Tiamat - "The Scarred People" (CD)
"The Scarred People" track listing:
1. The Scarred People
2. Winter Dawn
4. Radiant Star
5. The Sun Also Rises
6. Before Another Wilbury Dies
7. Love Terrorists
8. Messinian Letter
9. Thunder & Lightning
11. The Red of the Morning Sun
Reviewed by Rex_84 on October 2, 2012
Every country in Europe’s extreme metal field has artists that go astray from their black and death metal histories. Odd-ball musicians, such as Norway’s Ulver, see beyond genre tags, and create sonic art forms of pure, honest expression. Tiamat certainly fits into this “artist colony.” One never knows what sounds may emanate from your player when throwing on the newest Tiamat recording. Death, doom, symphonic, Goth, blues, psychedelics; Tiamat has done them all. What new forms lurk ahead with “The Scarred People”?
Tiamat reveals its hand when it hits the first note. The title track initiates the album in grand, cinematic style. While this opening segment probably doesn’t consist of real brass, the volume and clarity of their keyboards creates the same sort of dynamic effect as a symphony. Once the drums come in, though, around the thirty-second mark, this track shows its electronic features. Tiamat isn’t just playing goth rock here; they’re producing top-notch goth that could hold up in a rotation with Skinny Puppy, Switchblade Symphony and, most of all, The Sisters of Mercy. The low-register hymns work well in this song and are something of note.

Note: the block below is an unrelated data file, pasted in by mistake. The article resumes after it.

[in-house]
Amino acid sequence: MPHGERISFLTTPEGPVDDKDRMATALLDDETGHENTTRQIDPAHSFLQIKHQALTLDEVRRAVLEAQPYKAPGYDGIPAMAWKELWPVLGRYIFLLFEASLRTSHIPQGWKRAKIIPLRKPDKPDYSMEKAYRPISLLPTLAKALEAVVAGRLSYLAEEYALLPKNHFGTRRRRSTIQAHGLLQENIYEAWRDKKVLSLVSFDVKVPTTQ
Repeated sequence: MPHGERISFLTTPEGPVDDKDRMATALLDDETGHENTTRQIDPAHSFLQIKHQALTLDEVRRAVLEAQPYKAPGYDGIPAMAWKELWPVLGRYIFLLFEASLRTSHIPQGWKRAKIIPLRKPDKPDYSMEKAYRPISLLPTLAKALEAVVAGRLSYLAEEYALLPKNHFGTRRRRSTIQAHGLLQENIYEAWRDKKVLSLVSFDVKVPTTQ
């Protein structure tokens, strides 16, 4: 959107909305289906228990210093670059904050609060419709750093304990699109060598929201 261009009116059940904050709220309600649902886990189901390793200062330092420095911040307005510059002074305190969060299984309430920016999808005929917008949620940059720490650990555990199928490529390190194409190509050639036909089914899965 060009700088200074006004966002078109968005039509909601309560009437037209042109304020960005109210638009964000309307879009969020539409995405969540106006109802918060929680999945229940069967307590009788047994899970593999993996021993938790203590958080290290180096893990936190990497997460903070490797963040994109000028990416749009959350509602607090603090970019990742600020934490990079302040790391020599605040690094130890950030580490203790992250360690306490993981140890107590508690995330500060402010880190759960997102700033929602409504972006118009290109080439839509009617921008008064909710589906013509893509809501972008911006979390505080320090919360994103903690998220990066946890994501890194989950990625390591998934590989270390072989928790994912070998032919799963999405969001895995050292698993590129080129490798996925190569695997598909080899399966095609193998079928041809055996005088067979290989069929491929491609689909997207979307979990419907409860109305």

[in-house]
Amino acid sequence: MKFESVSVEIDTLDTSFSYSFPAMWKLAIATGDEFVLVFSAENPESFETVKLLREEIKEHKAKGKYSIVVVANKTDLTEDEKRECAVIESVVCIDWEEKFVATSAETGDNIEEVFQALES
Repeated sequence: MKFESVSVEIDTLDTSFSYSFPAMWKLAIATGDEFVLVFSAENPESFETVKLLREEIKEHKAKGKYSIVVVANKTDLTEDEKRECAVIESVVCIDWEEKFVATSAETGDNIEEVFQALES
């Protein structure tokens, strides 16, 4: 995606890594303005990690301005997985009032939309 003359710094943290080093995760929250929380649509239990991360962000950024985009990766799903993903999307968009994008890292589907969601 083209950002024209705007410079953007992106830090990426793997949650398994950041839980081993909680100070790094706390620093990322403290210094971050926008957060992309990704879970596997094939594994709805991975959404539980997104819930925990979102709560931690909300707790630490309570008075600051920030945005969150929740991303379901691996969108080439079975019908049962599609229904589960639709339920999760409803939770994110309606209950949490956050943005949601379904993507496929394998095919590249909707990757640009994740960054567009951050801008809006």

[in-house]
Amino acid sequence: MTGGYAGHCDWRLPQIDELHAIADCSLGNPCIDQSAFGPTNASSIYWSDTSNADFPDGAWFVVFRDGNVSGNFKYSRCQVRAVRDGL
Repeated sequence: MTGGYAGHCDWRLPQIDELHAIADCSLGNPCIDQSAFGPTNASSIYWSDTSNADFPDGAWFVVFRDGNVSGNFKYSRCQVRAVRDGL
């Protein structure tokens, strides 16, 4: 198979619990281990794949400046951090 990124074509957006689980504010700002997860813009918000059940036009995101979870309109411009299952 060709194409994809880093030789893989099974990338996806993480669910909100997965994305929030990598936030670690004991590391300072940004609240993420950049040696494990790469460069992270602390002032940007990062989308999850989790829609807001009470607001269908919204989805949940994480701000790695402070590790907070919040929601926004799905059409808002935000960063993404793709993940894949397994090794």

As stated in the introduction, Tiamat is a band that defies categories and this holds true after hearing “The Scarred People” in full. Pink Floyd’s bluesy, oft-psychedelic-laden compositions appear quite often. “Radiant Star” may relate a calm mood, but it includes violins that swell dramatically. “Messianian Letter” appears to also follow Floyd’s tracers, complete with bluesy guitar solos.
Tiamat’s Pink Floyd influence started to show on “Wildhoney” and continued on their follow up “A Deeper Kind of Slumber.” Many tracks on “The Scarred People” seem to go back to these releases. “Tiznit” is an acoustic instrumental featuring sounds of nature, which recalls the title track on “Wildhoney.” “The Red of the Morning Sun” would fit on both albums with its slumbering melodies and rich, hypnotic voices. This type of harmony occurs throughout the album, but the goth rock passages work to enliven these songs.
Goth rock as the main course didn't work so well for Tiamat. The group started this phase with “Skeleton Skeletron” in 1999. However, when the group meshes goth rock with dreamy atmospherics, it arrives at a powerful dynamic. Tiamat probably won’t return to the death metal found on “Sumerian Cry,” but fans that discovered the group around “Wildhoney” should enjoy “The Scarred People.”
Highs: Dreamy soundscapes fused with keyboard heavy, dancy electroinic parts
Lows: More ambiance and less electronica could result in a better album.
Bottom line: Put this album on before bedtime or for dancing at your next party.
Get more info including news, reviews, interviews, links, etc. on our Tiamat band page.